Legendary violin comes to Breck | SummitDaily.com

Legendary violin comes to Breck

It was a coveted instrument, shrouded in mystery for more than 200 years. Now, it emerges in Breckenridge.

The story of the red violin is legendary. Soon after its creation in 1720, the extraordinary instrument seemed to vanish for more than 200 years. It surfaced in the 1930s in Berlin, was purchased by a New Yorker who kept in it pristine shape, then made its way to an auction anonymously on Thanksgiving Day, 1990, at Christie’s of London. That year, Pitcairn became its beloved owner, at age 16. Saturday, she plays Corigliano’s “Chaconne” from the film’s Academy Award winning musical score, as a returning alumna of the NRO. Pitcairn began playing at age 3 and debuted with an orchestra at 14. She lives in Los Angeles, where she is a faculty member at the Colburn School.

“Much of its original burnished red varnish remains on the violin today, and it is thought to be one of the best sounding and most beautiful of Stradivari’s remaining violins,” according to the NRO.

In addition to motivating numerous historians, writers and critics to speculate on the violin’s apparent disappearance, the story led Canadian filmmaker Francois Girard to create the 1999 Academy award winning film “The Red Violin.” Pitcairn collaborated with Lionsgate Films for “The Red Violin” DVD – Meridan Collection in a special documentary.

As part of the showcase of the red violin, the National Repertory Orchestra presents the always popular “Music of Hollywood” concert, at 7:30 p.m. Saturday at the Riverwalk Center. The program, comprised completely of Hollywood film scores, includes “Cowboys Overture,” selections from “E.T.,” “An American in Paris,” “Pirates of the Caribbean” and “Theme from Jaws.”

Participate in The Longevity Project

The Longevity Project is an annual campaign to help educate readers about what it takes to live a long, fulfilling life in our valley. This year Kevin shares his story of hope and celebration of life with his presentation Cracked, Not Broken as we explore the critical and relevant topic of mental health.

Wednesday, a few other musicians shine in the NRO as they play “The Seasons.” Here’s a snapshot of violinists Amy Yi and Rebecca Pernicano:

Why choose the NRO? To get more orchestral experience and build repertoire while escaping the heat.

What keeps you disciplined? To see how much practicing can make things better makes me want to practice.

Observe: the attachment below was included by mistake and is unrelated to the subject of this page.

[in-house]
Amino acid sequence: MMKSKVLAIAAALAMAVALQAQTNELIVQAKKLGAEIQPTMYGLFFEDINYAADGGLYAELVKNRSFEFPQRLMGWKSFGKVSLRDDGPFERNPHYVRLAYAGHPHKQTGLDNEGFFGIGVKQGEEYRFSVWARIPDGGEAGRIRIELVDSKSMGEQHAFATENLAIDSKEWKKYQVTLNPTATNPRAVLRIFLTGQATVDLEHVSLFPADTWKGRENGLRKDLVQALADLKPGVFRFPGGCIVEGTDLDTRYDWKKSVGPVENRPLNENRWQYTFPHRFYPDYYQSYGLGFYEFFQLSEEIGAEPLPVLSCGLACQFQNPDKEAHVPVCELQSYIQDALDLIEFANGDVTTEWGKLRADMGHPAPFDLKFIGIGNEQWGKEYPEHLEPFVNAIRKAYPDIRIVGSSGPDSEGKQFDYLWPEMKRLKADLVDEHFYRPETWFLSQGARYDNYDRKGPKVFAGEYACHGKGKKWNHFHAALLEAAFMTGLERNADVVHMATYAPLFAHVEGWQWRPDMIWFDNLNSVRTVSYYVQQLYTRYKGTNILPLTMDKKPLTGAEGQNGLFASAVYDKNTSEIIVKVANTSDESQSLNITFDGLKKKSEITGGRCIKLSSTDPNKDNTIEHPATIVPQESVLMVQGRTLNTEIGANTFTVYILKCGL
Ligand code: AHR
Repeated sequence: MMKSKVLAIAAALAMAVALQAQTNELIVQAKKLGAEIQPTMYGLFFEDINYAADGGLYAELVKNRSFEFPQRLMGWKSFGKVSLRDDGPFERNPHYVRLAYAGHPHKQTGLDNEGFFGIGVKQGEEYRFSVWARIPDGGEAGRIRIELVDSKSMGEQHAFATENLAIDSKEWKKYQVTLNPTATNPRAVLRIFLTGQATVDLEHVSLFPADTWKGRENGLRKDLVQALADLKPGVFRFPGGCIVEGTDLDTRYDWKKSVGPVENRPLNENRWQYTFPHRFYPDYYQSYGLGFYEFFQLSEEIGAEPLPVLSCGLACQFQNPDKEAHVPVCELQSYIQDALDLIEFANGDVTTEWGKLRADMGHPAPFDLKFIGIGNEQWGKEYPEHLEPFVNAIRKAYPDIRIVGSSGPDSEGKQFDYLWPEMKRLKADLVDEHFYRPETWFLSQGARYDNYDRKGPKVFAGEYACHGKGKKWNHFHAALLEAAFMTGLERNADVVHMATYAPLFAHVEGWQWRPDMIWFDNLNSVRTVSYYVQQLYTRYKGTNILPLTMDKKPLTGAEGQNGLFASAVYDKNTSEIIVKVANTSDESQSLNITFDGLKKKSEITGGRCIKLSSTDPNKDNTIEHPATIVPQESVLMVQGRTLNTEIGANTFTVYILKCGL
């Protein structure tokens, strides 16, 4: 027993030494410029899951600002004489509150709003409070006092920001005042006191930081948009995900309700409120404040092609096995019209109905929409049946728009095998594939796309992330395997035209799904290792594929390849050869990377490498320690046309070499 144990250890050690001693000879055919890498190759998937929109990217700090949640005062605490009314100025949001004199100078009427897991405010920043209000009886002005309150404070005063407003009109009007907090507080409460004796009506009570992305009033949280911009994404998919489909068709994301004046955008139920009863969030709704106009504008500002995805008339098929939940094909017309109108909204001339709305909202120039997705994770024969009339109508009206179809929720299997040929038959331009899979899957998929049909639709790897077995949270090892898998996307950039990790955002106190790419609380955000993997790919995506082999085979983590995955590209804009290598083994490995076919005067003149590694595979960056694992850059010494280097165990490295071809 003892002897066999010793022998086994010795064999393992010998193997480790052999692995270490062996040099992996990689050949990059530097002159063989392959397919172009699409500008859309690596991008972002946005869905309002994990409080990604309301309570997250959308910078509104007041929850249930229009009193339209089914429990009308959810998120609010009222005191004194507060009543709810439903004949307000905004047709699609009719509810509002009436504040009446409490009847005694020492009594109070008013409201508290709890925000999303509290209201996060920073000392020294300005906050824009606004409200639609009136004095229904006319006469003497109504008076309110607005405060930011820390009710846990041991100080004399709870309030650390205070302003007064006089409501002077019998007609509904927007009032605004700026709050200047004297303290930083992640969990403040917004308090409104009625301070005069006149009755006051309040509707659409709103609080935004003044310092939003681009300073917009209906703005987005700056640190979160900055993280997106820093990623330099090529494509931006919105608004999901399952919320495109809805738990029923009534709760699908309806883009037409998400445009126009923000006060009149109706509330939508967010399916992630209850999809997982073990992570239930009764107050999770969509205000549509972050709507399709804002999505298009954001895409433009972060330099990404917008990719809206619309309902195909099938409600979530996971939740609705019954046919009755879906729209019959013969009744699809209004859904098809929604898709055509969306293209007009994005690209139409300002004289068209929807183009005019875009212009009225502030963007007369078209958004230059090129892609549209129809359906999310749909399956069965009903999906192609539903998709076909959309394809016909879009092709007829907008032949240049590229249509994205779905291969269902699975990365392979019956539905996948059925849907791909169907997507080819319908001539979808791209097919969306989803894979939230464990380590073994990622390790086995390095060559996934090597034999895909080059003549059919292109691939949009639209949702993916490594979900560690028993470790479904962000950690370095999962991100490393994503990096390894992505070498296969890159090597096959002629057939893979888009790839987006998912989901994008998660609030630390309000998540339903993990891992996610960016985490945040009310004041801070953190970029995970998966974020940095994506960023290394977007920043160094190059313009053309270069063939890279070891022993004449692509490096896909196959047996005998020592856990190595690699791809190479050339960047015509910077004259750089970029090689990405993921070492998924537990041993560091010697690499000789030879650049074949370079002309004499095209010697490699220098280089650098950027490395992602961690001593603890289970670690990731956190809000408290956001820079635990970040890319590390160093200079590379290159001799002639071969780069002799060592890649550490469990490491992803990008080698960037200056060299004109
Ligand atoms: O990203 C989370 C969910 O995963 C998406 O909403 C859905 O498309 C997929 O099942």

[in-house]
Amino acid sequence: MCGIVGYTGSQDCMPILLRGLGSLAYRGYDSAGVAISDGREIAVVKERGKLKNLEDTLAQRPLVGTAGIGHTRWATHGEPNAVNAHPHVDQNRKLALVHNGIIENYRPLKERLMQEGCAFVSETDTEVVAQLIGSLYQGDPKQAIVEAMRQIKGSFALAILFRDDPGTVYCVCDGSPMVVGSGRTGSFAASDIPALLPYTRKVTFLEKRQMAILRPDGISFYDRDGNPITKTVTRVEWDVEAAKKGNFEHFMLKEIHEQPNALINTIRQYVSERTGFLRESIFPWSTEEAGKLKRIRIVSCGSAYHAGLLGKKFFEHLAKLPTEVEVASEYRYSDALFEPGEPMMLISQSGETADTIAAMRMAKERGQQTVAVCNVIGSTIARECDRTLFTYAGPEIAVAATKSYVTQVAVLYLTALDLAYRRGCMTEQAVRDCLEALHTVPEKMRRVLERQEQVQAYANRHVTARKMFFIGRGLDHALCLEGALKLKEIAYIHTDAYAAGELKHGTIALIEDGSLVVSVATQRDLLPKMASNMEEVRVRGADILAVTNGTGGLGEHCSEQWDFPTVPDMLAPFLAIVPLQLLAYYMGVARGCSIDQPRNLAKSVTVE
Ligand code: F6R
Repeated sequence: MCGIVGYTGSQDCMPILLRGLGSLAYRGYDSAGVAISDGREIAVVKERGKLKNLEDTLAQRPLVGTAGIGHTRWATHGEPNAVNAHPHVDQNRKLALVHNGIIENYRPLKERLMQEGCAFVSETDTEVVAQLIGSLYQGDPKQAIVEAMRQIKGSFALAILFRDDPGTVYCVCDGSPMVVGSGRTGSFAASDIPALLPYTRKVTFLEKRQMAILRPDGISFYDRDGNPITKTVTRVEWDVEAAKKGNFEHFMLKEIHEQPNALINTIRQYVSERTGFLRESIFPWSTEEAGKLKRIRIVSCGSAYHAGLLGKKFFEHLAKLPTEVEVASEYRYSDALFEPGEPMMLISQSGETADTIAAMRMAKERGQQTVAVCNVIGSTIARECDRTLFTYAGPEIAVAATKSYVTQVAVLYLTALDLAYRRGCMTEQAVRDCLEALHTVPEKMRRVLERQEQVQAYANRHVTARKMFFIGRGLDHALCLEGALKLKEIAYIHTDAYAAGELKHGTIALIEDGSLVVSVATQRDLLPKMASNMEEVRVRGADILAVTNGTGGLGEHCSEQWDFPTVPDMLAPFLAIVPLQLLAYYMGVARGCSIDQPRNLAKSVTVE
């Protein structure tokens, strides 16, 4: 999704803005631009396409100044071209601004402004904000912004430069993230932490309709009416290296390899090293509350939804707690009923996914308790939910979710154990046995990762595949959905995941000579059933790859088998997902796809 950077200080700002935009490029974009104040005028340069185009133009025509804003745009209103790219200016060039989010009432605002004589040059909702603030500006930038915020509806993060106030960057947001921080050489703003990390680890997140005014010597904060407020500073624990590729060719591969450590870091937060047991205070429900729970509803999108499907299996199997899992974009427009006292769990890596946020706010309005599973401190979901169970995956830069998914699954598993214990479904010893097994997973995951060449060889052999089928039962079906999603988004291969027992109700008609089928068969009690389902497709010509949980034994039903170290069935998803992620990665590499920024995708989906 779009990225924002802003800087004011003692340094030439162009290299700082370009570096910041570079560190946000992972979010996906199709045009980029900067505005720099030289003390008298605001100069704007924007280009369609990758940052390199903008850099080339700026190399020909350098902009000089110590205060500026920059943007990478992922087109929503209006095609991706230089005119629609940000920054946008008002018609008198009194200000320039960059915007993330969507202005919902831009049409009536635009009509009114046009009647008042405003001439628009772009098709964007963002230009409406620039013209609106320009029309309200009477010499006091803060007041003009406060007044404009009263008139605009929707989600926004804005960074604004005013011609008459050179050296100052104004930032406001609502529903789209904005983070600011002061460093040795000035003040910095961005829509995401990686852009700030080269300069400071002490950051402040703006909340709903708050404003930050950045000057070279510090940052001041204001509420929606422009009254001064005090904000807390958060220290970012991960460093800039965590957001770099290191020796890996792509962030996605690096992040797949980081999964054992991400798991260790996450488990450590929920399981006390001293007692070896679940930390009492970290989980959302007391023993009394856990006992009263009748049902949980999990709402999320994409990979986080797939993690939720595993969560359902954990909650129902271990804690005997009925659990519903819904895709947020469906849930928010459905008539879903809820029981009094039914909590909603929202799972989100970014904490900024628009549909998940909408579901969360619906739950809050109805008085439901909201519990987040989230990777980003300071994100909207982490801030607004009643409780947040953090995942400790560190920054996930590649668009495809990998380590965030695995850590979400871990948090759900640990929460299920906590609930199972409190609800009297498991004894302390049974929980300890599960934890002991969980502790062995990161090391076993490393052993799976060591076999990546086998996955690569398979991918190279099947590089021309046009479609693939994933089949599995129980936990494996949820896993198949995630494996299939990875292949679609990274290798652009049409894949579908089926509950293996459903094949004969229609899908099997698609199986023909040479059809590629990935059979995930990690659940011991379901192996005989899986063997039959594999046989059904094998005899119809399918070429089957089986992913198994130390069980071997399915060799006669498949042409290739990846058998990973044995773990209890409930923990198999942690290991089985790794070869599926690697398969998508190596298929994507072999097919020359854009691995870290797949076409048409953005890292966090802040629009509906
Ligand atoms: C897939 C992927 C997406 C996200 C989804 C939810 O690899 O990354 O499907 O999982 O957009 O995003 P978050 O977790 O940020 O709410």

Other interests: I love Sherlock Holmes and Agatha Christie short stories and novels. I also enjoy looking at maps and planning trips.

Why is orchestral music important: Orchestral music is really interesting because it has so many different layers and textures. I think the possibilities are endless in what orchestral music can express. I want as many people as possible to realize how fun orchestral music can be.

Goals, both musically and otherwise? I would like to continue studying for a couple more years, then hopefully become part of a professional orchestra. Since I don’t consider myself a good teacher, I would like to see myself improve. Most of all, I want to be a happy musician wherever I may be.

Inspirations: The first time that I decided to have a career in music was when I was 6 years old, and I have not changed my mind ever since. It was after watching a fictionalized biographical animation on the life of the American composer/songwriter Stephen Foster that I wanted to write and perform music.

Most rewarding musical experience: During college, I volunteered as a church musician for worship services at the Los Angeles County Jail. It was rewarding to see how much happiness and fun music brings to people in trouble.

Challenges and rewards you foresee as you continue your musical career: Since I was quite late in starting the violin, I lack in experience, technique and repertoire, so I would need to work extra hard to make up for that. If I overcome my lack and practice diligently, I think I could expect a rewarding result.

Why choose the NRO? I love being able to perform with orchestras and am hoping to be a professional in a symphony in the near future. I hope to learn more how to listen and play as a section, as an orchestra. I’ve never really had too much trouble, but there is always room for improvement.

What keeps you disciplined? Knowing what my ultimate goal is. In order to reach it, I have to work as hard as I can and as often as I can.

Other interests: I love to write poetry, and I love operas, baseball, going to art galleries, etc.

Why is orchestral music important: It’s a way for us musicians to speak to our audience. For those of us who are less verbal, we can express our emotions and tell stories with our melodies.

Inspirations: Mr. Cardenes is a huge influence; he has helped me to come out of my shell and express my inner emotions through my playing. My father is also a major influence; he has supported me since I began at the age of 6.

Most rewarding musical experience: During my senior year of high school, I was given the opportunity to play the first movement of Lalo’s Symphonie Espagnole with the Louisville Orchestra. It was incredibly influential. I feel like it trained me to always work my hardest from that day forward, whether doing a solo or playing in an orchestra – you never know who is listening.

Challenges and rewards you foresee as you continue your musical career: I know that it will be hard to get a job, and I will have to make sure that I don’t lose my passion or feel set back. I have to keep going and keep reaching for my dream.

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